After going nearly 5 years without reporting any HPAI H5N1, in late 2014 Nigeria and other West African nations began reporting widespread avian flu activity, and this time, it is due to a new - potentially more dangerous - clade of the virus (see EID Journal: HPAI A(H5N1) clade 188.8.131.52c In West Africa).
If you look at a map of the migratory bird flyways at the top of this blog entry, you will see that West Africa sits at the southern intersection of no fewer than three migratory flyways. Routes that begin in the northern climes of Russia, Mongolia, and China where H5N1 is known to circulate in wild birds – and that cross both Europe and the Middle East.
Until now, Western Africa hasn't reported any human infections since a single case in 2007, although that may say more about their testing and surveillance than the impact of the virus.
In the middle of the last decade - in FAO: Concerns Rising Over Spread Of Avian Flu In Africa and WHO Scales Up Influenza Surveillance In Africa - we looked at growing concerns over the recent spread of highly pathogenic avian flu in Africa and the very limited surveillance and reporting from the region.Over the past week there have been media reports of 6 (possibly 7) H5 human infections in Nigeria. Unfortunately, Nigeria's CDC website has been under construction, and when you can get in, most of the links are inoperable.
After three years of relative quiescence, HPAI H5 has been on the ascendent for the past 8 or 9 months, and we've started to see human infections again in China and Southeast Asia and simultaneous epizootics in Europe and in Asia (see ECDC Update: Avian Influenza Epizootic In Europe - December 2020 - February 2021).
And earlier this year, for the very first time, we saw confirmation of human infection with avian H5N8 in Russia (see Russia: Anna Popova On The Potential For H5N8 To Transmit Between Humans).
While we await further world from the WHO, what we know about the (suspected) Nigerian outbreak is summarized below by the ECDC.
New! Influenza A(H5) ±Nigeria ±
Opening date: 7 April 2021 Latest update: 9 April 2021Epidemiological summaryIn 2021, and as of 28 March, outbreaks of highly pathogenic avian influenza (HPAI) H5N1 in poultry have been reported in 30 farms from seven states in Nigeria: Kano, Plateau, Bauchi, Gombe, Kaduna, Nasarawa, and the Niger states. The Nigerian authorities initiated an outbreak investigation, and a joint team from Nigeria CDC (NCDC) and the Federal Ministry of Agriculture and Rural Development (FMARD) were deployed to Bauchi, Kano, and Plateau states.Public health measures have been initiated in the affected states, including biosecurity measures in the poultry farms and sensitisation to farm owners, workers, live bird market associations, and communities.As of 28 March 2021, 83 human nasopharyngeal/oropharyngeal samples have been collected from contacts of confirmed birds in four states: Kano (27), Bauchi (19), Gombe (19), and Plateau (18). All contacts were farmers, farmworkers, bird-handlers, and traders, and all were asymptomatic.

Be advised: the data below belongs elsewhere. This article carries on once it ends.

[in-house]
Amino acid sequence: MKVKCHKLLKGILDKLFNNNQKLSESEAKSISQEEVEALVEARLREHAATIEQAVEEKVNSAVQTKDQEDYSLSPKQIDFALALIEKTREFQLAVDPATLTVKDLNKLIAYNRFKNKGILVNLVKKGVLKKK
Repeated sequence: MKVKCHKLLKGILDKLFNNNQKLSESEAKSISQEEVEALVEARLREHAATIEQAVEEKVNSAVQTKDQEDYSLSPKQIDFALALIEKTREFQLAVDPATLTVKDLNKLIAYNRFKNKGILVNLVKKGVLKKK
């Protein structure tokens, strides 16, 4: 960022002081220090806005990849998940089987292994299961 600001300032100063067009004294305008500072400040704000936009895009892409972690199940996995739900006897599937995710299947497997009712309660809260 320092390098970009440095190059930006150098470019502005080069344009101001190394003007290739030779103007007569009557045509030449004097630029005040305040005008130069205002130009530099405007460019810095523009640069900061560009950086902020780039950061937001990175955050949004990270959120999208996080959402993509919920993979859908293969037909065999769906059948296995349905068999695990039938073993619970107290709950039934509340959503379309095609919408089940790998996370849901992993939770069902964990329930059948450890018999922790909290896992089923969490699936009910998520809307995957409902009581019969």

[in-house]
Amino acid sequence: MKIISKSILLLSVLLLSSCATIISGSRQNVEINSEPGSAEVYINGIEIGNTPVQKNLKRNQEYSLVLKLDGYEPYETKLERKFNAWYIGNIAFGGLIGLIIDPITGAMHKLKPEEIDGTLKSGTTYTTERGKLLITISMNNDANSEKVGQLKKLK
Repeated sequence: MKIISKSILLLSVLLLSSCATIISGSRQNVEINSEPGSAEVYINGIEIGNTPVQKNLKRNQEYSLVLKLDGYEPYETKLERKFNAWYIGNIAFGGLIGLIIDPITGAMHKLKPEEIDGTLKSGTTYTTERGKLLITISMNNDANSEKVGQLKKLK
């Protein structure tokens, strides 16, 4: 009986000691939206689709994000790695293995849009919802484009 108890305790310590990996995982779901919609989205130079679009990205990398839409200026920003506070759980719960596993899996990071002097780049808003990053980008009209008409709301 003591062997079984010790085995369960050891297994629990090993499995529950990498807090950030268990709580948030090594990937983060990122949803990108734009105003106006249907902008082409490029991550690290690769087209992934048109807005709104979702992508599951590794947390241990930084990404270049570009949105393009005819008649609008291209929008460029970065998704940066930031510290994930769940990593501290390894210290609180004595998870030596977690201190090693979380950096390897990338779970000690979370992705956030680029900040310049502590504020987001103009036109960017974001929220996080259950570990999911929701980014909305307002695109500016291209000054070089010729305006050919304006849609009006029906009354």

Of the 83 collected samples, 64 samples were analysed using real-time RT-PCR (rRT-PCR). From the 64 analysed samples, seven were positive for influenza A virus, including six samples of influenza A(H5) (neuraminidase (NA) remains undetermined) and one sample of unsubtypable influenza A virus.These seven confirmed samples have been reported in Kano (four) and Plateau (three) states and have been shipped to the WHO Collaborating Centre in the US for further characterisation. In addition, 13 blood samples have been collected from the very-close human contacts of birds in Bauchi (5), Gombe (5), and Plateau (3) states. Sources: Nigeria CDC | mediaECDC assessmentDifferent A(H5Nx) viruses are currently circulating in west African countries and confirmation about the respective viral subtype is pending. Available information does not detail symptoms in positive tested people nor any transmission events. More epidemiological and virological details are needed to assess the situation. The risk of zoonotic influenza transmission to the general public in EU/EEA countries is considered to be very low.Direct contact with infected birds or a contaminated environment is the most likely source of infection. The use of personal protective measures for people exposed to dead birds or their droppings will minimise the remaining risk. Actions ECDC monitors avian influenza strains through its epidemic intelligence activities in order to identify significant changes in the epidemiology of the virus. ECDC, together with EFSA and the EU reference laboratory for avian influenza, produces a quarterly updated report on the avian influenza situation. The most recent report was published on 26 February